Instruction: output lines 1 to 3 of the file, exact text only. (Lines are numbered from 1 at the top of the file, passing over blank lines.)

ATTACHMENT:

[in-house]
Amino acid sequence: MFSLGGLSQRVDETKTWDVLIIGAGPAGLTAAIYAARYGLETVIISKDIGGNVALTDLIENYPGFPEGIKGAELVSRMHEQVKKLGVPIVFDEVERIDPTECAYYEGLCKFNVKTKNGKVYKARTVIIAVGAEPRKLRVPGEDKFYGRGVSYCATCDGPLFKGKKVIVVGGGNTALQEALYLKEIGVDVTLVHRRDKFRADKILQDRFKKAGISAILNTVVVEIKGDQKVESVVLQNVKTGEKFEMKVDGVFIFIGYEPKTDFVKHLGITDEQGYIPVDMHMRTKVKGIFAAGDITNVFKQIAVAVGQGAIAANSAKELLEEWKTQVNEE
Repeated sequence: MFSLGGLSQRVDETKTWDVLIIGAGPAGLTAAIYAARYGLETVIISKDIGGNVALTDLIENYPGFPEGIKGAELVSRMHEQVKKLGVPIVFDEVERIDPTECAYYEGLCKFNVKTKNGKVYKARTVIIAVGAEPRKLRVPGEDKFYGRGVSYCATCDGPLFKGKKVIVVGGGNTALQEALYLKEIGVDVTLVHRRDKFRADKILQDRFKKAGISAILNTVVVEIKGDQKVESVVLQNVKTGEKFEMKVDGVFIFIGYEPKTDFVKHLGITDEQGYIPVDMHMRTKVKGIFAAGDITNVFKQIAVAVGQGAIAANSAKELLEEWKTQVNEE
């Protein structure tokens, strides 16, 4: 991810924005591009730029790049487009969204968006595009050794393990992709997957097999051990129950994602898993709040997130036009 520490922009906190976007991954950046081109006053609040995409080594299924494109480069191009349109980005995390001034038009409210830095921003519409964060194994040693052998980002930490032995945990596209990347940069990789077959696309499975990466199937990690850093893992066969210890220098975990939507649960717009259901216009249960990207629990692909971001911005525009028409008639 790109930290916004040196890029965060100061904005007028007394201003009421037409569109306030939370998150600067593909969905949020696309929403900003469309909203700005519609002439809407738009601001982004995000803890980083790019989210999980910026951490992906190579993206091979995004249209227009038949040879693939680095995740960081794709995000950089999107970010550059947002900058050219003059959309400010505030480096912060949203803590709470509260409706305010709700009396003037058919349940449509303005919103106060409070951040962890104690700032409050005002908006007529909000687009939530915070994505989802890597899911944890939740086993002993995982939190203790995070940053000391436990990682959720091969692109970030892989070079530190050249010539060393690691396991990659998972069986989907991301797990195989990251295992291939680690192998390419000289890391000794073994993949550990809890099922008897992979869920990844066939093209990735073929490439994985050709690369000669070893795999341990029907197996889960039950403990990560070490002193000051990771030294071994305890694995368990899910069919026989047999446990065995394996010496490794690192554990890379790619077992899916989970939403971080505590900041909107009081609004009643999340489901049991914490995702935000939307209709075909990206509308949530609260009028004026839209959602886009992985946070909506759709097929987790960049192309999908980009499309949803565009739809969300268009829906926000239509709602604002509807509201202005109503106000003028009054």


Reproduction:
[in-house]
Amino acid sequence: MFSLGGLSQRVDETKTWDVLIIGAGPAGLTAAIYAARYGLETVIISKDIGGNVALTDLIENYPGFPEGIKGAELVSRMHEQVKKLGVPIVFDEVERIDPTECAYYEGLCKFNVKTKNGKVYKARTVIIAVGAEPRKLRVPGEDKFYGRGVSYCATCDGPLFKGKKVIVVGGGNTALQEALYLKEIGVDVTLVHRRDKFRADKILQDRFKKAGISAILNTVVVEIKGDQKVESVVLQNVKTGEKFEMKVDGVFIFIGYEPKTDFVKHLGITDEQGYIPVDMHMRTKVKGIFAAGDITNVFKQIAVAVGQGAIAANSAKELLEEWKTQVNEE
Repeated sequence: MFSLGGLSQRVDETKTWDVLIIGAGPAGLTAAIYAARYGLETVIISKDIGGNVALTDLIENYPGFPEGIKGAELVSRMHEQVKKLGVPIVFDEVERIDPTECAYYEGLCKFNVKTKNGKVYKARTVIIAVGAEPRKLRVPGEDKFYGRGVSYCATCDGPLFKGKKVIVVGGGNTALQEALYLKEIGVDVTLVHRRDKFRADKILQDRFKKAGISAILNTVVVEIKGDQKVESVVLQNVKTGEKFEMKVDGVFIFIGYEPKTDFVKHLGITDEQGYIPVDMHMRTKVKGIFAAGDITNVFKQIAVAVGQGAIAANSAKELLEEWKTQVNEE